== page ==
Donegal Abbey

Donegal, Ireland

Donegal Abbey is a ruined Franciscan Priory in Donegal in Ireland. It was constructed by the O'Donnell dynasty in the fifteenth century. It is sometimes referred to as Donegal Friary.

It was built in 1474 on the orders of the leading Gaelic lord of the area, the ruler of Tyrconnell Hugh Roe O'Donnell, the First, and his wife Finola O'Brien.

In the Nine Years' War, the Abbey was used for a meeting between the rebel leadership and envoys of the Spanish King Philip II. The Abbey was the scene of fighting during the 1601 Siege of Donegal when a force led by Red Hugh O'Donnell attempted to capture the town from Crown forces led by the Gaelic warrior Niall Garve O'Donnell.

During the battle, on 10 August 1601, a fire broke out at the abbey which in turn ignited a store of gunpowder kept by Niall Garve. The resulting explosion destroyed most of the building and killed hundreds of Niall Garve's soldiers, including his brother Conn Oge O'Donnell.

The abbey was not rebuilt, and remains in ruins, but the Franciscan friars set up a new base at a refuge close to the River Drowes, near Ballyshannon.

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Address

The Glebe, Donegal, Ireland
See all sites in Donegal

Details

Founded: 1474
Category: Religious sites in Ireland

Rating

4.4/5 (based on Google user reviews)

User Reviews

Ha-Ru (14 months ago)
Nice ruins and fairly peaceful with lovely views being right next to the water. Graves area maintained and interesting wee board on the history of it .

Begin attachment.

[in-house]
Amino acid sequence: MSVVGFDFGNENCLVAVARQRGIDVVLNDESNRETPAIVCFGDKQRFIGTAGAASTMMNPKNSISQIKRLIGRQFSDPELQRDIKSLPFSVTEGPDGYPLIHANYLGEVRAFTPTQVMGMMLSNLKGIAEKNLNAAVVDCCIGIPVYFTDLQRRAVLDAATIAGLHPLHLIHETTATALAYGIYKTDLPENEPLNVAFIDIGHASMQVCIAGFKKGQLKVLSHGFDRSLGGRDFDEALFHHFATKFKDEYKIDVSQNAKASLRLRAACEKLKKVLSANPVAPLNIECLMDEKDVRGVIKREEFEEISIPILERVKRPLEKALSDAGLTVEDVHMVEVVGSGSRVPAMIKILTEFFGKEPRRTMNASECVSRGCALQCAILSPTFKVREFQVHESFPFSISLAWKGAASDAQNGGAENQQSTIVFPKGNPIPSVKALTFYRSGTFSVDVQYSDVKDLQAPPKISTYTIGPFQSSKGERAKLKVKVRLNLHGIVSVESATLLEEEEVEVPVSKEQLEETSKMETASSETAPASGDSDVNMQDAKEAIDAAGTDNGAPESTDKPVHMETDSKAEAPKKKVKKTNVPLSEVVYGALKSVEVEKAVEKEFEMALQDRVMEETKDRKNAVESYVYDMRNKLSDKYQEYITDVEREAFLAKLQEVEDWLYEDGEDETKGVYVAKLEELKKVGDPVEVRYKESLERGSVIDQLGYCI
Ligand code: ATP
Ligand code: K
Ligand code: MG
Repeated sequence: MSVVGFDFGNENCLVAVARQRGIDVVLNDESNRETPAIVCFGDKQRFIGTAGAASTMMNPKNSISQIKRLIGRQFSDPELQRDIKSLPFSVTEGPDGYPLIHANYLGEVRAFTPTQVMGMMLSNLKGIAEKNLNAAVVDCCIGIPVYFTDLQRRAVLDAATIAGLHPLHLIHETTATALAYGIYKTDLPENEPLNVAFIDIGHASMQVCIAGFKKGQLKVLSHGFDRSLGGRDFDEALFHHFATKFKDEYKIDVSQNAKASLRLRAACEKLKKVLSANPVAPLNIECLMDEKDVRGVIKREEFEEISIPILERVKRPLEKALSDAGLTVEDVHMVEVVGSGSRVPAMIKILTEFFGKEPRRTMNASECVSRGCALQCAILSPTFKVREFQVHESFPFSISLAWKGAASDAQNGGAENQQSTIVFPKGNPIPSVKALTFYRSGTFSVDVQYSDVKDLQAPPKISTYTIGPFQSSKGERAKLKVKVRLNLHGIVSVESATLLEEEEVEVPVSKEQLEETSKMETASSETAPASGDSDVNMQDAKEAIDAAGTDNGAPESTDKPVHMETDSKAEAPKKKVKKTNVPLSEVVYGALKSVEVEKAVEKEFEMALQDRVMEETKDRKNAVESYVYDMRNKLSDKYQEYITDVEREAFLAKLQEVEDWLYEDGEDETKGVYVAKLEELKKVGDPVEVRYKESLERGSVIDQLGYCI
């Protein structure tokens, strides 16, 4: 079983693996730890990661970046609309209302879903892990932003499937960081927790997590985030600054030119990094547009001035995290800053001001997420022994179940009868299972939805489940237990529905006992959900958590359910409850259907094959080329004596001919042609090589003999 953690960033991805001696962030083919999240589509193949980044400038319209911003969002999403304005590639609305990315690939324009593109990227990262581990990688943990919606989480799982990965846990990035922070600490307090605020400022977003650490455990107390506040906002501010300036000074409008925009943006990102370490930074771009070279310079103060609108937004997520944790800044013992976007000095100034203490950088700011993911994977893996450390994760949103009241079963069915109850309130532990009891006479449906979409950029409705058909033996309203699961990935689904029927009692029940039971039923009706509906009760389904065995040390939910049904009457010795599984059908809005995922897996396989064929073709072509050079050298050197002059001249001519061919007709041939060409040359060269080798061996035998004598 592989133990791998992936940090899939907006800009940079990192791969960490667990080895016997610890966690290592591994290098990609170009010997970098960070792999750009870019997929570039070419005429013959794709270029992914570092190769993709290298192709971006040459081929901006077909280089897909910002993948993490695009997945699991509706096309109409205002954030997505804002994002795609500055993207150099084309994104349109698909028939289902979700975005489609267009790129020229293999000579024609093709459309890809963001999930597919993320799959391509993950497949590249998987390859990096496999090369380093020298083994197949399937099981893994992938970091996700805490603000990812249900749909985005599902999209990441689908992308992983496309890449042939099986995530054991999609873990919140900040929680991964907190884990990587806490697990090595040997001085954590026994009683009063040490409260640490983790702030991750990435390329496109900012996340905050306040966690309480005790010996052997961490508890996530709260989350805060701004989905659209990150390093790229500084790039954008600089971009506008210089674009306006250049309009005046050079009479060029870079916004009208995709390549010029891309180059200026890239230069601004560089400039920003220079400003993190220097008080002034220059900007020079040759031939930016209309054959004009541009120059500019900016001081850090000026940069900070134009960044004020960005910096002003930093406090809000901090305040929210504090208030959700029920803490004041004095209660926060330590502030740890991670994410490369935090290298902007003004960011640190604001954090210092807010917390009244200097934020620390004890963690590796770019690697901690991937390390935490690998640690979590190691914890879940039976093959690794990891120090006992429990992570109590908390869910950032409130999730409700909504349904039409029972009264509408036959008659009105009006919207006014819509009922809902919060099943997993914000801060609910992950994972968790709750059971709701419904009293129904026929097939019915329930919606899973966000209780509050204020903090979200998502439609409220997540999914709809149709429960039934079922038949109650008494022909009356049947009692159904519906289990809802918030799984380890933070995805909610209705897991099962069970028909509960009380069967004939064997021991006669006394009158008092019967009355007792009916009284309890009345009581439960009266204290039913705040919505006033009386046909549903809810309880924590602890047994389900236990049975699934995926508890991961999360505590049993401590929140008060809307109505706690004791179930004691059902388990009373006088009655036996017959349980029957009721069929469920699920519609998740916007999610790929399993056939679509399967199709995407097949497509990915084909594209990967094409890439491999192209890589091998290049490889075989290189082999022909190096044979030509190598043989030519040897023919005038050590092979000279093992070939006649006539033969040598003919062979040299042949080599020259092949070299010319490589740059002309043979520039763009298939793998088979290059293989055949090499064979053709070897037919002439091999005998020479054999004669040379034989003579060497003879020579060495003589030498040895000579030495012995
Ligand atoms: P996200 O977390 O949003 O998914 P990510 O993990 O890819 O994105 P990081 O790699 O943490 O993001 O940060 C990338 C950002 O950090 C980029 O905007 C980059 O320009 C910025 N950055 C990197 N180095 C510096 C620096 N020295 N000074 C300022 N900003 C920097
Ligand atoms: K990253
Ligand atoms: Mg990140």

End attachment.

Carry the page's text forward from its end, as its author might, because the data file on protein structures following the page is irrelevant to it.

Luke Murphy (2 years ago)
Haunting relics of a Franciscan Abbey at the mouth of the River Eske. The Abbey is a short walk along the riverside from the centre of Donegal. Definitely worth seeing.
Daniel McGuigan (2 years ago)
A great place to explore with lovely views of the coast?. The history behind this abbey is significant and intertwined with the story of the town. Plenty of parking spaces and good access
David Dancey (2 years ago)
A ruined monastic settlement on the river running to the sea. Not much remains of the monastery, and the graveyard that surrounds it has risen the level of the ground so high that the cloister windows are now half buried. But it is a calmly picturesque place. It is free to enter and gives great views of the ruins and the river.
Ruthie Callan (3 years ago)
I visited the Abbey and i always find there is an air of mystery to these ruins in ireland. I love visting and learning the history of all our ancestors ❤
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